Le Guin, Ursula K. The Telling. New York: Harcourt, 2000.
Sutty, an (Anglo-Indian and lesbian) ethnographer representing a peaceful interstellar confederation, travels to Aka to initiate diplomatic relations. Upon arrival, she discovers that the previously rich culture has become a repressive regime of corporate producer-consumers intent on technological progress. The government has destroyed the historical record, burned all the books, and banned all traditional cultural expression.
When she obtains permission to visit a rural village, though, Sutty sees evidence that traditional ways of life have not been completely stamped out. Slowly, she gains the trust of her new friends and learns about the deeply spiritual practice of storytelling that undergirds every aspect of life.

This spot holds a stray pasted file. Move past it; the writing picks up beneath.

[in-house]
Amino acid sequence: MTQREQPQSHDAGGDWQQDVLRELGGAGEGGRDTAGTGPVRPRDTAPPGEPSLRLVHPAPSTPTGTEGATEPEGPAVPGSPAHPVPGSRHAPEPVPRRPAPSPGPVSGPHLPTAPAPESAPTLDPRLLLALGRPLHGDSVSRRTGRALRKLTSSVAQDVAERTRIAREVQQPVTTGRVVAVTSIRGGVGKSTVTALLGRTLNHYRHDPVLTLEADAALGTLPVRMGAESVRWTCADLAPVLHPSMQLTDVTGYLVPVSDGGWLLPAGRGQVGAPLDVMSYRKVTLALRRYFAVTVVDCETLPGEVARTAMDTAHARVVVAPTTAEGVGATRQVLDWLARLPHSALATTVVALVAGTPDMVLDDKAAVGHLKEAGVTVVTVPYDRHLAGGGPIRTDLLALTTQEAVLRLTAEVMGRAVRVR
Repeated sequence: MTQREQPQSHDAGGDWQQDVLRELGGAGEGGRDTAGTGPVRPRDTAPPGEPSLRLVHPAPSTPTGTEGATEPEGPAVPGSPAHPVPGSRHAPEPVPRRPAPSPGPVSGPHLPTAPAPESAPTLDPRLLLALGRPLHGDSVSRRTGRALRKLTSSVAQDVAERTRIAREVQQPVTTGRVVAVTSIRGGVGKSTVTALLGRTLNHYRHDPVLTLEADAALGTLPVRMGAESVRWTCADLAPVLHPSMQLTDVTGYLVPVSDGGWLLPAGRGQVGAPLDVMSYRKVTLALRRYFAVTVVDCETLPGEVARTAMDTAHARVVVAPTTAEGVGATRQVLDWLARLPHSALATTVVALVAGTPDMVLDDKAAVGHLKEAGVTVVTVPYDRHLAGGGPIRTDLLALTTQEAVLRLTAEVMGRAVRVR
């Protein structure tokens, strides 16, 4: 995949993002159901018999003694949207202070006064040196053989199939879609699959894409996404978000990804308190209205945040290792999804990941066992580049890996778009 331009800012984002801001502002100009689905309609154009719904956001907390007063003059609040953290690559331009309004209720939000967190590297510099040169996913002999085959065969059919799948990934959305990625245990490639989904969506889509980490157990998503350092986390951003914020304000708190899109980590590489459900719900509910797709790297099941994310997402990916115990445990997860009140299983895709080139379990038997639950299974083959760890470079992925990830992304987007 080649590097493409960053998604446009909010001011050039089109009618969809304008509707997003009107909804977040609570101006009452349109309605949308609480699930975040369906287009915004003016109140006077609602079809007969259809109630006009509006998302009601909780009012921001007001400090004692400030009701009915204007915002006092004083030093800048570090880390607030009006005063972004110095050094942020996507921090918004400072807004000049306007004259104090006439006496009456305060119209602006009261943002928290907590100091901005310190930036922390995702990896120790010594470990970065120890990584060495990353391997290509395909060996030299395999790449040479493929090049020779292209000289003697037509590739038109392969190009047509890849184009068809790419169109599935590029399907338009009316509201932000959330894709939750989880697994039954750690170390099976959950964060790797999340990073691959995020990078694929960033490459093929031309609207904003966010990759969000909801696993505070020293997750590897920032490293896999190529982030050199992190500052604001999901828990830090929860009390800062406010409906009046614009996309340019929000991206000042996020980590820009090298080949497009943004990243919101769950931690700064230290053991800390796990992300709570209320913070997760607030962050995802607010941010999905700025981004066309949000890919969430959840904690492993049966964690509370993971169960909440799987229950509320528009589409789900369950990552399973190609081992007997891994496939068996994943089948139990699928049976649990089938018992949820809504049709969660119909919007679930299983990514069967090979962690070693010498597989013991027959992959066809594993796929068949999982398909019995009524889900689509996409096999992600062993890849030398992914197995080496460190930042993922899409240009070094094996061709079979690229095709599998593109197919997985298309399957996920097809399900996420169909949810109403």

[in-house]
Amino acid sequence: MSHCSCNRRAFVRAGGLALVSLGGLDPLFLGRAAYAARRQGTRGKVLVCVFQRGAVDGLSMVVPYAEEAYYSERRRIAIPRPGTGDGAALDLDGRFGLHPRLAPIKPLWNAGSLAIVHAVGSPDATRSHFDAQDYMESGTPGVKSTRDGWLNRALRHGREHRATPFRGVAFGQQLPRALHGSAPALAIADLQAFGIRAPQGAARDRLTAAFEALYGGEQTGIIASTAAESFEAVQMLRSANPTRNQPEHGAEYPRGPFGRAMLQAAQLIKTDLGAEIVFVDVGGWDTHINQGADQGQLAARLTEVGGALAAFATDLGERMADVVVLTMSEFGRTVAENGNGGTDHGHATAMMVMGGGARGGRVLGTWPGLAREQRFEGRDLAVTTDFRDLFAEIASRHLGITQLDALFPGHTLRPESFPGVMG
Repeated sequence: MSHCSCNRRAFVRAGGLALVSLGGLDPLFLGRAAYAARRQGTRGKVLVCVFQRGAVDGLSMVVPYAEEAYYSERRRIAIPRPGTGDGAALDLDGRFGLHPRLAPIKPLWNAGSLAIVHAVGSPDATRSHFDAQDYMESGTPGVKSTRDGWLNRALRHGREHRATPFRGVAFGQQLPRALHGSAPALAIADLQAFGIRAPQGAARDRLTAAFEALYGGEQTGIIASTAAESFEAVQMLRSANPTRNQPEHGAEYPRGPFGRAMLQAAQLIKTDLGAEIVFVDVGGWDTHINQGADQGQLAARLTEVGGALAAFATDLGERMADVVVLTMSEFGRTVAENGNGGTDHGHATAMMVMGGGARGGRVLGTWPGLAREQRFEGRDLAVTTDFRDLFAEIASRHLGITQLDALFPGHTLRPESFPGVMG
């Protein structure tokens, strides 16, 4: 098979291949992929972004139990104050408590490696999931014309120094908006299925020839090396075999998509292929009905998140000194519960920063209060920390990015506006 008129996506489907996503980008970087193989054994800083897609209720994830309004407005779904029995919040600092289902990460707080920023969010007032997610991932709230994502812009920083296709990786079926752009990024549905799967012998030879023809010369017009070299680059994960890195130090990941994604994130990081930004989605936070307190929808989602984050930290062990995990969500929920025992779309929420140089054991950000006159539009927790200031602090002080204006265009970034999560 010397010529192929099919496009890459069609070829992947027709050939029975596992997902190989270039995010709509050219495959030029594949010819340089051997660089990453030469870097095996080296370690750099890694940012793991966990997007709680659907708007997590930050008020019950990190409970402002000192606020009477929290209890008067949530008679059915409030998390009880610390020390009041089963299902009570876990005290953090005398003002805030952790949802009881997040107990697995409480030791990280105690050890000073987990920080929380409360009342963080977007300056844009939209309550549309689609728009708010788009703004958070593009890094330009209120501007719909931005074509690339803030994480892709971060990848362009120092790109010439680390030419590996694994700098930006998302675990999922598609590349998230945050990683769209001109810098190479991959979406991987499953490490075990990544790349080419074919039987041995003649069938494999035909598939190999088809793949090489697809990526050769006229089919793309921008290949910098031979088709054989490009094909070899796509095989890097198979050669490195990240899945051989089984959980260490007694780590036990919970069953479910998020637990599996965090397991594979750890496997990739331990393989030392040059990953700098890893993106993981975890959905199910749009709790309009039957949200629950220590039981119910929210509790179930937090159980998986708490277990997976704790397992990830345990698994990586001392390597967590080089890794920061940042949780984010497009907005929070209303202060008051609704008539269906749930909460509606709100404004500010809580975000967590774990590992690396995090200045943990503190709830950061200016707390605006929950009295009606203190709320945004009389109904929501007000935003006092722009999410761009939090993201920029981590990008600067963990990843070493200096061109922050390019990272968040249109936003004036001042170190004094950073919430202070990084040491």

This beautiful, poignant novel is an exploration of capitalism, repressive government, and profound cultural resistance. Sexuality is also a theme: the government enforces compulsory heterosexuality, but queer identities are valued in the traditional society. Like many of Le Guin’s works, The Telling invites reflection of the reader’s beliefs and experiences, as well as the historical and contemporary political milieu.
The Telling won the Locus Award for Best Science Fiction Novel in 2001.